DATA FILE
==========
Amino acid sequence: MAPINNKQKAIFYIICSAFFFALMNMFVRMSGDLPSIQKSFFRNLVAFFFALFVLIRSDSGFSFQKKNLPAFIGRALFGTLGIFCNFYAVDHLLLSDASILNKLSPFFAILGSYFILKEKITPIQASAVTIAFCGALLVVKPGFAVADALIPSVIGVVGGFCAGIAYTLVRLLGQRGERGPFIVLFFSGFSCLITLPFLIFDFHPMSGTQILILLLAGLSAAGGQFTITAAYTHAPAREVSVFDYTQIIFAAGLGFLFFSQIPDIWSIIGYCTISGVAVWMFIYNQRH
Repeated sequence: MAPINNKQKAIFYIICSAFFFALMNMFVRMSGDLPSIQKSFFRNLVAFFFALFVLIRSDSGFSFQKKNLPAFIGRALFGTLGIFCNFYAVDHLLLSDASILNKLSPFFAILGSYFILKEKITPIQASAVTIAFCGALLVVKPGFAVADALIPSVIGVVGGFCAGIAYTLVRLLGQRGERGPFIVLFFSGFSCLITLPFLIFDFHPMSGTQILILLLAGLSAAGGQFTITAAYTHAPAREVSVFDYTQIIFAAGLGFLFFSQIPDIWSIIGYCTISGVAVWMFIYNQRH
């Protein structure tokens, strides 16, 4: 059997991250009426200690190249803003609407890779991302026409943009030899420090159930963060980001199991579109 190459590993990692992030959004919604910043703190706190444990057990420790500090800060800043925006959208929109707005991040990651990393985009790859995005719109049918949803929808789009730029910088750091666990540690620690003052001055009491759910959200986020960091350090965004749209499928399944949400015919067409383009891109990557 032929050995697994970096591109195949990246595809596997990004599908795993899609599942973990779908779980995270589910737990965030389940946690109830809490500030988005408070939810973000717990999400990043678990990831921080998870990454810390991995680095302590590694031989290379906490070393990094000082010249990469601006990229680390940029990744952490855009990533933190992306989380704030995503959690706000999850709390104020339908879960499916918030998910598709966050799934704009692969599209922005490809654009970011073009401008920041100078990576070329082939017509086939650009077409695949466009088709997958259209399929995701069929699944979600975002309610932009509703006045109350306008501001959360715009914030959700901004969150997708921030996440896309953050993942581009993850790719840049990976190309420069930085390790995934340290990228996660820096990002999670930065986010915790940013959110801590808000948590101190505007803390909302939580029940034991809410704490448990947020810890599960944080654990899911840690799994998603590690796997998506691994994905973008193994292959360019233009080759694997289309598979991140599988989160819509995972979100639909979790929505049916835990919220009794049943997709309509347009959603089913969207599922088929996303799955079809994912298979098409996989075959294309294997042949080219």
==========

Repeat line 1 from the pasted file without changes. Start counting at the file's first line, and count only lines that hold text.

Amino acid sequence: MAPINNKQKAIFYIICSAFFFALMNMFVRMSGDLPSIQKSFFRNLVAFFFALFVLIRSDSGFSFQKKNLPAFIGRALFGTLGIFCNFYAVDHLLLSDASILNKLSPFFAILGSYFILKEKITPIQASAVTIAFCGALLVVKPGFAVADALIPSVIGVVGGFCAGIAYTLVRLLGQRGERGPFIVLFFSGFSCLITLPFLIFDFHPMSGTQILILLLAGLSAAGGQFTITAAYTHAPAREVSVFDYTQIIFAAGLGFLFFSQIPDIWSIIGYCTISGVAVWMFIYNQRH